How Quickly Do We Judge?

Last month, I wrote an article for 60 and Me that was centered around the idea of establishing boundaries around other people for the purpose of protecting our own emotional health.

I talked in the article about how I had been thrown into the role of caretaker for my mom with whom I have a complicated relationship. I described events that led to my decision to set boundaries and also discussed some of the mindset difficulties that can arise as we go about actually respecting the boundaries that we have set.

This article prompted a LOT of comments, mostly very supportive. But, there were a couple of comments that although delivered in a very kind way, were judgy. The opinion expressed in these comments was that our parents should take precedence in our lives over our children and our grandchildren. That I would regret my decision to respect the boundaries that I had set around my mom. That I wouldn’t want to be treated this way by my own children.

As I said, the comments were worded in such a kind way that I was able to receive them and consider them. I understood that they likely came from someone who had a very loving mother. But, the comments also got me thinking about how quickly I pass judgement on someone else when they are living their own lives in a way that is not aligned with MY values or priorities. And how often each day do I do this?

If I’m being honest? Less quickly than I have in the past, but still too quickly. And more often than I would like to admit.

Unless I have walked in that other person’s shoes, passing judgment on any life decision that they have made is not only detrimental and limiting – it can be harmful. To me. And to them.

Harmful Effects of Judging Others (And Ourselves)

Judgement can serve us throughout our day. It can help us to make healthier decisions and to avoid possible dangers. The judgement that I’m talking about here is that which we pass on others’ choices, decisions, and how they may be living their lives.

Judgment Takes Away Trust

As our loved ones watch us formulate negative opinions about ourselves and others, it can whittle away at their trust, creating negative mindsets in those around us. It may make others hesitant to express their opinions and feelings around us for fear of being not heard.

Alternatively, if we are creating an environment of acceptance and learning, those around us will likely feel safer and less concerned about vulnerability.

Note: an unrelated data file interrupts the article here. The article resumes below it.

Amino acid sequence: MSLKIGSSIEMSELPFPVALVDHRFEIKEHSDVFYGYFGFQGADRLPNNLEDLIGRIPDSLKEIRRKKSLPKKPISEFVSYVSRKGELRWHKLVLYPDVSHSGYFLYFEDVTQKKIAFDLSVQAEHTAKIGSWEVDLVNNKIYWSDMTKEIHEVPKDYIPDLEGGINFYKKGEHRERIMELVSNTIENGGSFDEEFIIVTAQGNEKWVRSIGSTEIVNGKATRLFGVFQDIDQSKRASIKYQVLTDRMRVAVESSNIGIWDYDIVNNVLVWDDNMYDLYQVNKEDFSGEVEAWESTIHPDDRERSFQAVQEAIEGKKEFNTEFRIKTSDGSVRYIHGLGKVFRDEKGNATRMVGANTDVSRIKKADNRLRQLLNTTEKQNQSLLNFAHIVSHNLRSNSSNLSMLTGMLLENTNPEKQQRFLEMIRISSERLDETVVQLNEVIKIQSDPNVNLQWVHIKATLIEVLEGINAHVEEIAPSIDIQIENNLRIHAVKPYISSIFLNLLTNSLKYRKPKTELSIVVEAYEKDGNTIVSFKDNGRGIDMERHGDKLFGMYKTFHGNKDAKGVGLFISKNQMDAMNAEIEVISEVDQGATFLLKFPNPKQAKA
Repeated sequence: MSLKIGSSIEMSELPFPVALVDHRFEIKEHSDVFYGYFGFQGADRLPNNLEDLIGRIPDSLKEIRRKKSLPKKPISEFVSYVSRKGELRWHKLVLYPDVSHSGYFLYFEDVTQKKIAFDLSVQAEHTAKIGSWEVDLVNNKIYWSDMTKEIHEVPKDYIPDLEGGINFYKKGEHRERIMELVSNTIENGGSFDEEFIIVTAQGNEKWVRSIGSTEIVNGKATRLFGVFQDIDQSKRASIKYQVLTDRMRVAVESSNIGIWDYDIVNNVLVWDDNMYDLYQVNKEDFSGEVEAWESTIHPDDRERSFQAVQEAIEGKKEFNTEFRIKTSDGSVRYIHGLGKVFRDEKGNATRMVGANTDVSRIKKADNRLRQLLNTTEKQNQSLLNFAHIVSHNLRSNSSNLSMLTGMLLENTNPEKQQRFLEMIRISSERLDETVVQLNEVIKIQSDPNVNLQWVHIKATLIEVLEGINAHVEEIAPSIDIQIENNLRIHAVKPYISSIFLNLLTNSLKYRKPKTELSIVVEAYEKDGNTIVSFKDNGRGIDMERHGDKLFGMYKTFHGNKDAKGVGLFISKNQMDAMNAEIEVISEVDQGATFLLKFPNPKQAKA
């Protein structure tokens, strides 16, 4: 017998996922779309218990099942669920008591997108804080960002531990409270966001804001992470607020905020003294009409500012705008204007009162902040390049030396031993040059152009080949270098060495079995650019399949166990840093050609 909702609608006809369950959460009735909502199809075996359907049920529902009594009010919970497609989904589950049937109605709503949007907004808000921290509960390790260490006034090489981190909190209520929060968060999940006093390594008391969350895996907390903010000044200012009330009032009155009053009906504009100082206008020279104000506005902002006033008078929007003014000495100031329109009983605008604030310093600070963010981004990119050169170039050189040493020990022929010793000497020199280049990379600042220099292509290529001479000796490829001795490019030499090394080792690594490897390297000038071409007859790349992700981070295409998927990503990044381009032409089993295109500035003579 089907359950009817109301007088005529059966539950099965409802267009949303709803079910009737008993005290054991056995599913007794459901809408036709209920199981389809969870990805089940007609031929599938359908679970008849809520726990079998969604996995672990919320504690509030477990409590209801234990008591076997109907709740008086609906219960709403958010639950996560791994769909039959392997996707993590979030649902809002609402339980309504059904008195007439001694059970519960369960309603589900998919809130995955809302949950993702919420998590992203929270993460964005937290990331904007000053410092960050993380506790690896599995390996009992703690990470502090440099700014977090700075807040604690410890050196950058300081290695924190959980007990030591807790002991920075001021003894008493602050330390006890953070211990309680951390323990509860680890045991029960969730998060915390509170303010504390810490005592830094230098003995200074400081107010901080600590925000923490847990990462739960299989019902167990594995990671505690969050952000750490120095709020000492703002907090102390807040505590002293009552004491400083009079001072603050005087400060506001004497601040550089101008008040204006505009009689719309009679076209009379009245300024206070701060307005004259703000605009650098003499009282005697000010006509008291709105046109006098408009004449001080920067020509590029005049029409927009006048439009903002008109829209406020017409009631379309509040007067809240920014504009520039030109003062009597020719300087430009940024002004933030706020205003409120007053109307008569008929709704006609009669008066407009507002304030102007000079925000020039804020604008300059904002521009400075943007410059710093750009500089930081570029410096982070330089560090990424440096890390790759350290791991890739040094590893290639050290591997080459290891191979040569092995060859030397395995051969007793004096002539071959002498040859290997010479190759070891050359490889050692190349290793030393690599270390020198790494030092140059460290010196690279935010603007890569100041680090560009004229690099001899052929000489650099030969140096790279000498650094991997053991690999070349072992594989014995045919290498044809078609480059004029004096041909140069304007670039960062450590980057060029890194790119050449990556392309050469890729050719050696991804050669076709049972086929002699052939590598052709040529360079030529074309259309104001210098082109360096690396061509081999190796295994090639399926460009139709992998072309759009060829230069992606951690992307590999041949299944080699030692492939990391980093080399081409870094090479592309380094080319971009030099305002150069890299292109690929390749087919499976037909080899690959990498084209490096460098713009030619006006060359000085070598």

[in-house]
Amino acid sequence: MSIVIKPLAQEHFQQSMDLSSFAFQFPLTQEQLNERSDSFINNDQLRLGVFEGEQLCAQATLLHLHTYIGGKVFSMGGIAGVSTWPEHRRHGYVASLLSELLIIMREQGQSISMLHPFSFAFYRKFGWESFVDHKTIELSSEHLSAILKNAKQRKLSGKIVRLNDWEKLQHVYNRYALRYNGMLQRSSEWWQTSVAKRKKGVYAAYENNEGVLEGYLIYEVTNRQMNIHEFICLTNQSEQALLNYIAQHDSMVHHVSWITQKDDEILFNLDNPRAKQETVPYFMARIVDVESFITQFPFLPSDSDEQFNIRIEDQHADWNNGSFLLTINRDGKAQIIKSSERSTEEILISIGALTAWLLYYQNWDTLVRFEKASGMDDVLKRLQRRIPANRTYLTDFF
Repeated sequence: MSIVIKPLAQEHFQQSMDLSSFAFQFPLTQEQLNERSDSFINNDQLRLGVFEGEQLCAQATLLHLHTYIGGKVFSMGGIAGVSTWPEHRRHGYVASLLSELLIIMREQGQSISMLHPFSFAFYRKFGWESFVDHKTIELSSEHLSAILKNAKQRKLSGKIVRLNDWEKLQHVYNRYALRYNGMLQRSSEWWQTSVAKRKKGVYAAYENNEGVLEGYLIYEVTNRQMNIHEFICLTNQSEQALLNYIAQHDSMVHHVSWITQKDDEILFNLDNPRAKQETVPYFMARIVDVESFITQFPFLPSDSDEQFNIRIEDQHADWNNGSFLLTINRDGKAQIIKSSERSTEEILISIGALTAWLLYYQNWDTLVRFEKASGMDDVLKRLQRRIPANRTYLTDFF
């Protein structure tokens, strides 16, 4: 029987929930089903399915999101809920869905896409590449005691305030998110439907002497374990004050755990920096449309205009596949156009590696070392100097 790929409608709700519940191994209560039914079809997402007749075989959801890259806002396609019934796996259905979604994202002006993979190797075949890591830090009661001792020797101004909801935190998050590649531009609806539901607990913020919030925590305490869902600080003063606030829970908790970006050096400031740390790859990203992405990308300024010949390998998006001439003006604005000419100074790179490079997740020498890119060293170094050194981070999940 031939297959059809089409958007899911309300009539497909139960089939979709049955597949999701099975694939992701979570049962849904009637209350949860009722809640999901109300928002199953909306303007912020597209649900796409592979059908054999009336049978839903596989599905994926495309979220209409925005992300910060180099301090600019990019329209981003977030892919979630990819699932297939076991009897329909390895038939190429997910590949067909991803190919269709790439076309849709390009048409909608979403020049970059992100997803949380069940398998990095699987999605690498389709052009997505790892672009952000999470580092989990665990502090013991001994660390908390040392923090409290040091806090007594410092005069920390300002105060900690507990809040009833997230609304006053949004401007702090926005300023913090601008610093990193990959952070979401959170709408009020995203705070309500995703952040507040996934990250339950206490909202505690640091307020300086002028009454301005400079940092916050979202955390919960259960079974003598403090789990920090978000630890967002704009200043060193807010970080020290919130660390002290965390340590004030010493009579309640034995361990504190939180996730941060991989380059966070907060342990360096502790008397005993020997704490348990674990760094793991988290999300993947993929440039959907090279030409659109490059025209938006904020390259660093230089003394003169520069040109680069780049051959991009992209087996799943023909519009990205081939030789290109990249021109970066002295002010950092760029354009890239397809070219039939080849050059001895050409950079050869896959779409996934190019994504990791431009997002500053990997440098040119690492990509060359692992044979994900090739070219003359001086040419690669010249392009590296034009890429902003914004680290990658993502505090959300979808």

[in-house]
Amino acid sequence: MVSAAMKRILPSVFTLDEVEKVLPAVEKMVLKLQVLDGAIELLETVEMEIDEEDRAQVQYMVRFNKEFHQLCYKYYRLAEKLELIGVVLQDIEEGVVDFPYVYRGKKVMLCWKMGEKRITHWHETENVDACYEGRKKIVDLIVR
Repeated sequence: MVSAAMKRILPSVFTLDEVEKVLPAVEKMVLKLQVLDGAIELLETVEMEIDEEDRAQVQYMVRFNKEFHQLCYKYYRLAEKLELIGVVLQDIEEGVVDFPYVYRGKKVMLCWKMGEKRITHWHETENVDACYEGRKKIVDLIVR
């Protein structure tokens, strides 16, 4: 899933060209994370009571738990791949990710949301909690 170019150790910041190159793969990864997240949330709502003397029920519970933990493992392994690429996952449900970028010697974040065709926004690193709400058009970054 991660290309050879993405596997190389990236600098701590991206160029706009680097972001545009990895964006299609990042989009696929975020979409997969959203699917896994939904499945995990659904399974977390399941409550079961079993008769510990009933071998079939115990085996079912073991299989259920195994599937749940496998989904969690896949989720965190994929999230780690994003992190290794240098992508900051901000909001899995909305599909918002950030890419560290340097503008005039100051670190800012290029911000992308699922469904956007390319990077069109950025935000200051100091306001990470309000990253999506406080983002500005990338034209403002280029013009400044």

Judgment Prevents All of Us from Considering Another Side of Things

I can remember years ago, watching my sister raise her children. As a mom, I was a control freak and our family was on a schedule. We had scheduled bedtimes and mealtimes. We had to have a green veggie of some sort with meals. We got outside every day.

My sister took each day as it came. If they were out and the kids were hungry, they ate. It could be 2:00 in the afternoon or 11:00 at night. If they were out and having fun, the kids could sleep in the car or fall asleep when they got home. There was no schedule and seemingly no rules from my vantage point. I shook my head, not understanding how someone could live like that and raise kids under those “conditions.”

But, my sister raised two great kids. Who are sweet. Who know how to treat others. Who love their families. Who work hard. So, who is to say her way is wrong and mine is right? And, as I look back on my parenting, it would have been healthier for all of us if I had been a little bit more relaxed. Less regimented.

Instead of judging her, I could have watched and learned. Just because it’s different, doesn’t mean that it’s wrong. We all have lessons to learn from each other. So, rather than watch someone and judge, we can watch them, take what aligns with our values and priorities and leave the rest!

Judgment Is Unhealthy

Studies show that judgment can increase our feelings of stress and depression. This, in turn can affect us physically, especially on this side of 50.

We need to turn this around and lean into compassion. Empathy. Kindness. Towards ourselves and others.

Along with an openness to learning a new or different way of doing something. Walt Whitman encouraged this when he said, “be curious, not judgmental.”

Let’s Have a Conversation:

Do you think that you lean towards being judgmental? Are there times where you’ve watched someone do something differently than the way you do and you took something away from it that you might be able to incorporate?

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